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Hundreds of Liquor Bottles, Downed by British Soldiers during WWI, Found in Israel

For nine months, the troops waited for orders to advance into Jerusalem. And while they waited, they drank

smithsonian.com

In 1917, at the height of the First World War, an expedition of British soldiers fought their way into Ottoman-controlled Palestine. The British sought to take the region from the Ottomans, an ally of Germany, and had set their sights on capturing Jerusalem. For nine months, the troops waited for orders to advance into the Holy City, setting up camp near the city of Ramla. A new archaeological find suggests that while biding their time there, the soldiers drank. A lot.

As Raf Sanchez reports for the Telegraph, archaeologists digging near Ramla recently discovered a trash pit filled with hundreds of bottles of booze. They found gin bottles, wine bottles, beer bottles, whiskey bottles—all of which seem to have been consumed by British soldiers while they camped in the area.

The excavation of the trash pit unearthed other items, like toothbrushes, uniform buttons and shaving kits. Amidst the refuse, archaeologists found a medallion stamped with the face of King Fuad of Egypt, who ruled the country from 1917 until 1922. They also discovered the silver tip of a swagger stick, the likes of which were carried by senior officers as a symbol of authority. As Ilan Ben Zion writes in The Times of Israel, the stick was marked with the letters RFC, an acronym for “Royal Flying Corps.” In 1918, the RFC merged with the Royal Naval Air Service to become the Royal Air Force, leading researchers to conclude that the site dates to the 1917 expedition.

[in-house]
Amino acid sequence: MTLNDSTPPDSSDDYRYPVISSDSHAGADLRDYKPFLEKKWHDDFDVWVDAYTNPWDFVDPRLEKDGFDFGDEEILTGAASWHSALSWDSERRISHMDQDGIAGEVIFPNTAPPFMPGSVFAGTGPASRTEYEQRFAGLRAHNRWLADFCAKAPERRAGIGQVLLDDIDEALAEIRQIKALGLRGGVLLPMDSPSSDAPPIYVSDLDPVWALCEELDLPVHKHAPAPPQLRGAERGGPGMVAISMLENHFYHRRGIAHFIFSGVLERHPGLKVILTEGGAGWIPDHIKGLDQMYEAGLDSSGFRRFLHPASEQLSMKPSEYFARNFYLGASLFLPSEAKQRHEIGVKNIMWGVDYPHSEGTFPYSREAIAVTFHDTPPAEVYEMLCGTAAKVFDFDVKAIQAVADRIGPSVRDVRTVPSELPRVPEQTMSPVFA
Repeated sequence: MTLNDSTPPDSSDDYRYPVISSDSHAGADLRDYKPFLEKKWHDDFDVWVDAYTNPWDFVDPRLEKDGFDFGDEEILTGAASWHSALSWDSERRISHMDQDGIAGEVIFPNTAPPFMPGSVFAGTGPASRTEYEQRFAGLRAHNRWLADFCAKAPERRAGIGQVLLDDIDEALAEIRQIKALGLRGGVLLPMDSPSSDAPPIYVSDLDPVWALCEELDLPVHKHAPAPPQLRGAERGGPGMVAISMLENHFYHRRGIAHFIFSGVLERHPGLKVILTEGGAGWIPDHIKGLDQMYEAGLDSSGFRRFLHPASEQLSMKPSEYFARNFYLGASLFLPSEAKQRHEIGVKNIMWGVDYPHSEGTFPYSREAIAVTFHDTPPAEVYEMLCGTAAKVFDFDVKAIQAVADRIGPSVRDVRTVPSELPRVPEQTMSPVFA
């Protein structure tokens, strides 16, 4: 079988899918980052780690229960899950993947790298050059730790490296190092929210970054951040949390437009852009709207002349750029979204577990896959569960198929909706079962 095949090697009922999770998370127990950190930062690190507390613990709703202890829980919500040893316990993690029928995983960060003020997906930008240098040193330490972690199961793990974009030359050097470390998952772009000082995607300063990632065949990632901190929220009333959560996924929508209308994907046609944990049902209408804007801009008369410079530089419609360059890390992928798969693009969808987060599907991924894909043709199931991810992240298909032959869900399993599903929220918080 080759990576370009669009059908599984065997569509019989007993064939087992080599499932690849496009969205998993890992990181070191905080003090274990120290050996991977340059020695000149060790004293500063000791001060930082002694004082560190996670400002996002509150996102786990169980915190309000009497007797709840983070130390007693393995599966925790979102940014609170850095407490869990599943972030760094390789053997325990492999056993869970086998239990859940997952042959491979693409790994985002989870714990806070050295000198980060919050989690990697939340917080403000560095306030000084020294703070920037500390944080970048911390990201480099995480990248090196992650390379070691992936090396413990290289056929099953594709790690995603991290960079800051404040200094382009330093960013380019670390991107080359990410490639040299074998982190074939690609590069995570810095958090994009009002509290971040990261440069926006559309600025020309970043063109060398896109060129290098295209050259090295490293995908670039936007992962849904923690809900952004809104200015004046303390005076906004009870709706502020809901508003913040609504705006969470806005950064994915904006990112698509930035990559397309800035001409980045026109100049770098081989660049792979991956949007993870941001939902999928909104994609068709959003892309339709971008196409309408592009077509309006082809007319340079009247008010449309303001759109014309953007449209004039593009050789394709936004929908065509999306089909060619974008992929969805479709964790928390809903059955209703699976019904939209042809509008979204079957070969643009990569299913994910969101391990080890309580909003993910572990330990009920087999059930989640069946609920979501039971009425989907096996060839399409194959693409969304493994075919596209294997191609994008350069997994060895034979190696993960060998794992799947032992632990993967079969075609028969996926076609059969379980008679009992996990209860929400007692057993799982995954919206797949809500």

For the most part, however, the trash pit consisted of empty bottles of alcohol. “[A]bout 70 percent of the waste that was discarded in the refuse pit were liquor bottles,” Ron Tueg, excavation director of the Israel Antiquities Authority (IAA), said in a statement. “It seems that the soldiers took advantage of the respite given them to release the tension by frequently drinking alcohol.”

The liquor stash was found adjacent to the remnants of an agricultural structure, which was appropriated by the British and turned into a barracks. The building later caught fire and collapsed.  In an interview with Sanchez at the Telegraph, Tueg noted that the sheer variety of alcohol found suggests that the building served as an officers’ club. 

The booze-guzzling troops were known as the Egypt Expeditionary Force, and they had been sent to the Middle East to protect the Suez Canal from Ottoman attacks. Later, the force advanced into Palestine under the leadership of Field Marshal Edmund Allenby, who re-invigorated Britain’s flailing Middle Eastern campaign.

With Allenby at its helm, the Egypt Expeditionary Force waged a number of successful battles in Palestine. The troops won a decisive victory against the Ottomans at the Battle of Megiddo. Allenby captured Jerusalem in December 1917—and famously collaborated with the charismatic officer T.E. Lawrence, better known as “Lawrence of Arabia,” during the process. 

The discovery of the trash pit offers insight into a different side of the troops’ time in the Middle East. “It’s a fascinating testimony of the everyday life of the British military camp a century ago,” Brigitte Ouahnouna, a researcher at the glass department of the IAA, says in a statement. Their “everyday life,” it seems, was pretty boozy.

About Brigit Katz

Brigit Katz is a freelance writer is based in Toronto. Her work has appeared in a number of publications, including NYmag.com, Flavorwire and Tina Brown Media's Women in the World.

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